Four people were arrested during minor scuffles between gardaí and anti-war protestors, as former British prime minister Tony Blair arrived for a book-signing event in Dublin city centre.
A number of objects, including shoes, were thrown but missed Mr Blair as he entered Easons bookshop on O'Connell Street to sign copies of his recently published autobiography.
Four men in their 20s and 30s were arrested as activists clashed with gardaí at a security barrier outside the shop.
The men have been released and are due to appear in court on 30 September.
A group of over 300 people had gathered to protest at Mr Blair's role in the wars in Iraq and Afghanistan.
The groups represented included the Ireland-Palestine Solidarity Coalition, the 32-County Sovereignty Movement and the Workers' Party Dublin branch.
Dozens of gardaí were on duty in O'Connell Street since early this morning and sections of the main thoroughfare were cordoned-off to traffic.
Mr Blair left the shop at 12.30pm after signing copies of his book for over two hours.
The clashes that marked his arrival were not repeated as he departed.
However, protestors did shout abuse at hundreds of customers as they left the store with their newly-signed books.
All proceeds from the book, A Journey, will go to the Royal British Legion.
Eason said there has been an 'unprecedented demand' for Mr Blair's autobiography.
Managing Director Conor Whelan said: 'We have had a huge customer demand for Tony Blair's book.
'We hold these events in response to our customer demands and they turned out this morning in very large numbers to meet Mr Blair. We are delighted that today's event was so successful.'
Radical Islamists a 'major threat'
Speaking on last night's Late Late Show, Mr Blair said he believed radical Islamists still pose a major threat and they must be dealt with.
He said that Iran is now one of the biggest state sponsors of radical Islam.
It must be prevented from developing a nuclear weapon, even if that meant taking military action, he said.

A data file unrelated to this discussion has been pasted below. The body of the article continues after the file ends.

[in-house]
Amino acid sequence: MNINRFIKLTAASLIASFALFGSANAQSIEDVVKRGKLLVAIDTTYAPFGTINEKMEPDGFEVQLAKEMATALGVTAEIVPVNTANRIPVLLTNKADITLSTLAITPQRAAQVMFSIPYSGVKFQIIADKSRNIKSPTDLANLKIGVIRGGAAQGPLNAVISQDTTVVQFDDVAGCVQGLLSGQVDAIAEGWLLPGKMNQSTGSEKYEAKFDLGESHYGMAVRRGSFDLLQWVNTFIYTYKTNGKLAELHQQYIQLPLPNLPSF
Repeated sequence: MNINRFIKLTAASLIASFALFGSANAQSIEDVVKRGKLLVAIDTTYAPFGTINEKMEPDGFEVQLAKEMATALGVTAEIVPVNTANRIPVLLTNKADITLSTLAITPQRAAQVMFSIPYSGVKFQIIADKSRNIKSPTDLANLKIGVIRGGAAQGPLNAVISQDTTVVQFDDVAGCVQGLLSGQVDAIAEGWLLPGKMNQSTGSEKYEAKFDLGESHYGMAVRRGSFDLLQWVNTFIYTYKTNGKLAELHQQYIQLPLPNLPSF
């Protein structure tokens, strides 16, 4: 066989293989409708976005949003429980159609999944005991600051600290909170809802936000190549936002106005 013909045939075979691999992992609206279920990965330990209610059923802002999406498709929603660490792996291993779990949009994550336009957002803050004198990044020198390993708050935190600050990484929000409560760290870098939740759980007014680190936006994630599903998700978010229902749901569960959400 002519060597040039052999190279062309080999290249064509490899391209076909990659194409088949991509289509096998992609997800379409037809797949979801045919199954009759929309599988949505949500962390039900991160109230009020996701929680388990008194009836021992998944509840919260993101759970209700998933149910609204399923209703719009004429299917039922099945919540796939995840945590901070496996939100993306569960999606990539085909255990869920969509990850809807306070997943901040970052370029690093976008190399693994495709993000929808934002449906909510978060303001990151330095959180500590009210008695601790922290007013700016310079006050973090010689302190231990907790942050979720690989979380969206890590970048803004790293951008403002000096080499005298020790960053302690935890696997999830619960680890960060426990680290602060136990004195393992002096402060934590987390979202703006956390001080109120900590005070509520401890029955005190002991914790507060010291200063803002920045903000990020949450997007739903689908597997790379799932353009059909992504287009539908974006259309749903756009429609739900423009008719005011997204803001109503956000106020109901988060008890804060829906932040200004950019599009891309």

Mr Blair defended the decision to invade Iraq in 2003, despite Saddam Hussein not possessing weapons of mass destruction.
He said he understood the view of those who opposed the war, but it was 'the right thing to do'.
Mr Blair revealed that the Northern Ireland peace process was one of the few moments in politics he felt really proud.
The Middle East peace envoy described watching former Northern Ireland First Minister Ian Paisley and Deputy First Minister Martin McGuinness sitting together publicly for the first time.
'It was just such a strange and extraordinary sight and one of the few times in politics I felt really proud actually,' Mr Blair said.
Mr Blair described former Taoiseach Bertie Ahern as a friend and repeated the assessment of him he used in the book as cunning.
He said: 'He became a good friend. He behaved with extraordinary skill towards this thing because it was difficult.
'Both of us in this sense had the same feeling about it - that it might be difficult but it was worth trying to do and worth trying for.'
Mr Blair added: 'Sometimes you've got to be smart to get around these problems. They require creativity, they require imagination and they require an ability to get where you need to get to.
'That's cunning in the best sense.
'It was really hard. You were having conversations with people - particularly when you sat down with the Sinn Féin people and the Unionists - these were people with a bitter and entrenched hatred. So there was quite a bit of cunning.'
Mr Blair revealed he grew to like Mr Paisley and said he felt he mellowed.
'As time went on we established a kind of relationship. I think in the end he wanted to do what was right for his people, and did,' Mr Blair said.
He described Sinn Féin President Gerry Adams as tough and clever.